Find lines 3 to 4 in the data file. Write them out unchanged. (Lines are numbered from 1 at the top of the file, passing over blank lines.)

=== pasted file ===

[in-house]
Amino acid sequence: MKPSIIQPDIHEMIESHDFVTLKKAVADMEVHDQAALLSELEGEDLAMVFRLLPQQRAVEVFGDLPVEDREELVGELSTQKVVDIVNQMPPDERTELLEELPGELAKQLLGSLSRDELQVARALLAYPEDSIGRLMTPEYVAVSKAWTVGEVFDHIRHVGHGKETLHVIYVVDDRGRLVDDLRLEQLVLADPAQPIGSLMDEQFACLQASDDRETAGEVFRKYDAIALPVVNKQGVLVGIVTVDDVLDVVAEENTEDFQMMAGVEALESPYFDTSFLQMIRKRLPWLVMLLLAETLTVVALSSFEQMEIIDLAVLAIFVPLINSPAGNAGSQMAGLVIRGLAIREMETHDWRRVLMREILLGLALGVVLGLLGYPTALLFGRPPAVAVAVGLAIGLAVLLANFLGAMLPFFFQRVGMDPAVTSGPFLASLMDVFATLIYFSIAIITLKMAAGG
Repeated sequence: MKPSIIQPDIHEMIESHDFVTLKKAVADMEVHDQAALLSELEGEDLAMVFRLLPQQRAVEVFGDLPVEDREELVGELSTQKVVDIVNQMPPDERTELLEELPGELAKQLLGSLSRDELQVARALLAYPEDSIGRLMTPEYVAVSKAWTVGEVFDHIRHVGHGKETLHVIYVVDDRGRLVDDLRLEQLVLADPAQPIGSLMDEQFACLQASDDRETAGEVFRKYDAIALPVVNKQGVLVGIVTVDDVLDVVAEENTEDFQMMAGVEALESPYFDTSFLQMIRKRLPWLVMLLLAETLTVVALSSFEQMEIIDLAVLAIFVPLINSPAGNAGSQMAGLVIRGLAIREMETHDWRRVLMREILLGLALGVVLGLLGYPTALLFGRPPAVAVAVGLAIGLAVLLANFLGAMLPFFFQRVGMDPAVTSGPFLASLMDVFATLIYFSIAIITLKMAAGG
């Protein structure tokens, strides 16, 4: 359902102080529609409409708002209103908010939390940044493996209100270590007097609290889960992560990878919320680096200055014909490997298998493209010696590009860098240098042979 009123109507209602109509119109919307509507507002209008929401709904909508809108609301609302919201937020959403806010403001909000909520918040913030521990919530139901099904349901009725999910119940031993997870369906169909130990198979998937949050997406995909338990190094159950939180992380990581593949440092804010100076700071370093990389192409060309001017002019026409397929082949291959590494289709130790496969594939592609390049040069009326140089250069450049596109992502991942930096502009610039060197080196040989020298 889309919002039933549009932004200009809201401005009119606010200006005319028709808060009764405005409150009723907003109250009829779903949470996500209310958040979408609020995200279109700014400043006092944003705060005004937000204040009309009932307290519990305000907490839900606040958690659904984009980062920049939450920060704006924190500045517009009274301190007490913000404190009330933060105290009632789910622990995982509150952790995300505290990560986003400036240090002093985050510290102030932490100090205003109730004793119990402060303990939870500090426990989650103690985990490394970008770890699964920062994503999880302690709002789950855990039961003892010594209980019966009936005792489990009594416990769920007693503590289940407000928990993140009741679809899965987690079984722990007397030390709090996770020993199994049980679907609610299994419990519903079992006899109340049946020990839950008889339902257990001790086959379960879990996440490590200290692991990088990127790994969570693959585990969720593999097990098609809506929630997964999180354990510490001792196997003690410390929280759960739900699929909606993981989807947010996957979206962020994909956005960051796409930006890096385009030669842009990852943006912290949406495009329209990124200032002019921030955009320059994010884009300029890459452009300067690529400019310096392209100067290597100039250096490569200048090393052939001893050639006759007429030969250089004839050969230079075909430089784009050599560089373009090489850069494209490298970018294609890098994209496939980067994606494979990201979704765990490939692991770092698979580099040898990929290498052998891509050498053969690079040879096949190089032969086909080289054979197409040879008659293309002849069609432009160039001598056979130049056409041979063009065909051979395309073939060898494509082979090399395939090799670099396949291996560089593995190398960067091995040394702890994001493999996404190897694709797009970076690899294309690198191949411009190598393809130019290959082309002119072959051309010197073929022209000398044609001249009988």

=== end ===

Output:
Repeated sequence: MKPSIIQPDIHEMIESHDFVTLKKAVADMEVHDQAALLSELEGEDLAMVFRLLPQQRAVEVFGDLPVEDREELVGELSTQKVVDIVNQMPPDERTELLEELPGELAKQLLGSLSRDELQVARALLAYPEDSIGRLMTPEYVAVSKAWTVGEVFDHIRHVGHGKETLHVIYVVDDRGRLVDDLRLEQLVLADPAQPIGSLMDEQFACLQASDDRETAGEVFRKYDAIALPVVNKQGVLVGIVTVDDVLDVVAEENTEDFQMMAGVEALESPYFDTSFLQMIRKRLPWLVMLLLAETLTVVALSSFEQMEIIDLAVLAIFVPLINSPAGNAGSQMAGLVIRGLAIREMETHDWRRVLMREILLGLALGVVLGLLGYPTALLFGRPPAVAVAVGLAIGLAVLLANFLGAMLPFFFQRVGMDPAVTSGPFLASLMDVFATLIYFSIAIITLKMAAGG
């Protein structure tokens, strides 16, 4: 359902102080529609409409708002209103908010939390940044493996209100270590007097609290889960992560990878919320680096200055014909490997298998493209010696590009860098240098042979 009123109507209602109509119109919307509507507002209008929401709904909508809108609301609302919201937020959403806010403001909000909520918040913030521990919530139901099904349901009725999910119940031993997870369906169909130990198979998937949050997406995909338990190094159950939180992380990581593949440092804010100076700071370093990389192409060309001017002019026409397929082949291959590494289709130790496969594939592609390049040069009326140089250069450049596109992502991942930096502009610039060197080196040989020298 889309919002039933549009932004200009809201401005009119606010200006005319028709808060009764405005409150009723907003109250009829779903949470996500209310958040979408609020995200279109700014400043006092944003705060005004937000204040009309009932307290519990305000907490839900606040958690659904984009980062920049939450920060704006924190500045517009009274301190007490913000404190009330933060105290009632789910622990995982509150952790995300505290990560986003400036240090002093985050510290102030932490100090205003109730004793119990402060303990939870500090426990989650103690985990490394970008770890699964920062994503999880302690709002789950855990039961003892010594209980019966009936005792489990009594416990769920007693503590289940407000928990993140009741679809899965987690079984722990007397030390709090996770020993199994049980679907609610299994419990519903079992006899109340049946020990839950008889339902257990001790086959379960879990996440490590200290692991990088990127790994969570693959585990969720593999097990098609809506929630997964999180354990510490001792196997003690410390929280759960739900699929909606993981989807947010996957979206962020994909956005960051796409930006890096385009030669842009990852943006912290949406495009329209990124200032002019921030955009320059994010884009300029890459452009300067690529400019310096392209100067290597100039250096490569200048090393052939001893050639006759007429030969250089004839050969230079075909430089784009050599560089373009090489850069494209490298970018294609890098994209496939980067994606494979990201979704765990490939692991770092698979580099040898990929290498052998891509050498053969690079040879096949190089032969086909080289054979197409040879008659293309002849069609432009160039001598056979130049056409041979063009065909051979395309073939060898494509082979090399395939090799670099396949291996560089593995190398960067091995040394702890994001493999996404190897694709797009970076690899294309690198191949411009190598393809130019290959082309002119072959051309010197073929022209000398044609001249009988």